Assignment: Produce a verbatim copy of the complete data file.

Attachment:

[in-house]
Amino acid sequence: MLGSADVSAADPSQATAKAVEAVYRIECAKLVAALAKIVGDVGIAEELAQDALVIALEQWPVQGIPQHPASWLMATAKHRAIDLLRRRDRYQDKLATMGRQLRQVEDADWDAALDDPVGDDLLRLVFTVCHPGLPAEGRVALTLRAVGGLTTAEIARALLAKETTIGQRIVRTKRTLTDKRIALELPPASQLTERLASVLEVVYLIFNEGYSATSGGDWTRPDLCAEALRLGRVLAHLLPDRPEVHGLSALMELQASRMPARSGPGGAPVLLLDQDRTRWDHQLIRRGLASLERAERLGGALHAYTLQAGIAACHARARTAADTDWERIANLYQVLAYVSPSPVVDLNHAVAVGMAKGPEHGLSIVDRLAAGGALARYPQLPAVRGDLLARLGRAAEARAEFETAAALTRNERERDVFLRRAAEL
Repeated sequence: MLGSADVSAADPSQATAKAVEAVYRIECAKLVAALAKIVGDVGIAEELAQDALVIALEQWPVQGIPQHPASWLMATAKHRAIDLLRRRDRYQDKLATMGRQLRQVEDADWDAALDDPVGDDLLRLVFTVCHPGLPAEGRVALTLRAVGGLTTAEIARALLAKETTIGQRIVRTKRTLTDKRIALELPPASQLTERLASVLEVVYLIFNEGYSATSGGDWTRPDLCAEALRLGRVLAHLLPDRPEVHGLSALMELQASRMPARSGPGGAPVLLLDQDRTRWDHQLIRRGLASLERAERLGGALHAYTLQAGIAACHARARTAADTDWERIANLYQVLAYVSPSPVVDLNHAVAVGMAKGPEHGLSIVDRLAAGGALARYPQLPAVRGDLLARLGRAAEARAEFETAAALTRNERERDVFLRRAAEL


[in-house]
Amino acid sequence: MLGSADVSAADPSQATAKAVEAVYRIECAKLVAALAKIVGDVGIAEELAQDALVIALEQWPVQGIPQHPASWLMATAKHRAIDLLRRRDRYQDKLATMGRQLRQVEDADWDAALDDPVGDDLLRLVFTVCHPGLPAEGRVALTLRAVGGLTTAEIARALLAKETTIGQRIVRTKRTLTDKRIALELPPASQLTERLASVLEVVYLIFNEGYSATSGGDWTRPDLCAEALRLGRVLAHLLPDRPEVHGLSALMELQASRMPARSGPGGAPVLLLDQDRTRWDHQLIRRGLASLERAERLGGALHAYTLQAGIAACHARARTAADTDWERIANLYQVLAYVSPSPVVDLNHAVAVGMAKGPEHGLSIVDRLAAGGALARYPQLPAVRGDLLARLGRAAEARAEFETAAALTRNERERDVFLRRAAEL
Repeated sequence: MLGSADVSAADPSQATAKAVEAVYRIECAKLVAALAKIVGDVGIAEELAQDALVIALEQWPVQGIPQHPASWLMATAKHRAIDLLRRRDRYQDKLATMGRQLRQVEDADWDAALDDPVGDDLLRLVFTVCHPGLPAEGRVALTLRAVGGLTTAEIARALLAKETTIGQRIVRTKRTLTDKRIALELPPASQLTERLASVLEVVYLIFNEGYSATSGGDWTRPDLCAEALRLGRVLAHLLPDRPEVHGLSALMELQASRMPARSGPGGAPVLLLDQDRTRWDHQLIRRGLASLERAERLGGALHAYTLQAGIAACHARARTAADTDWERIANLYQVLAYVSPSPVVDLNHAVAVGMAKGPEHGLSIVDRLAAGGALARYPQLPAVRGDLLARLGRAAEARAEFETAAALTRNERERDVFLRRAAEL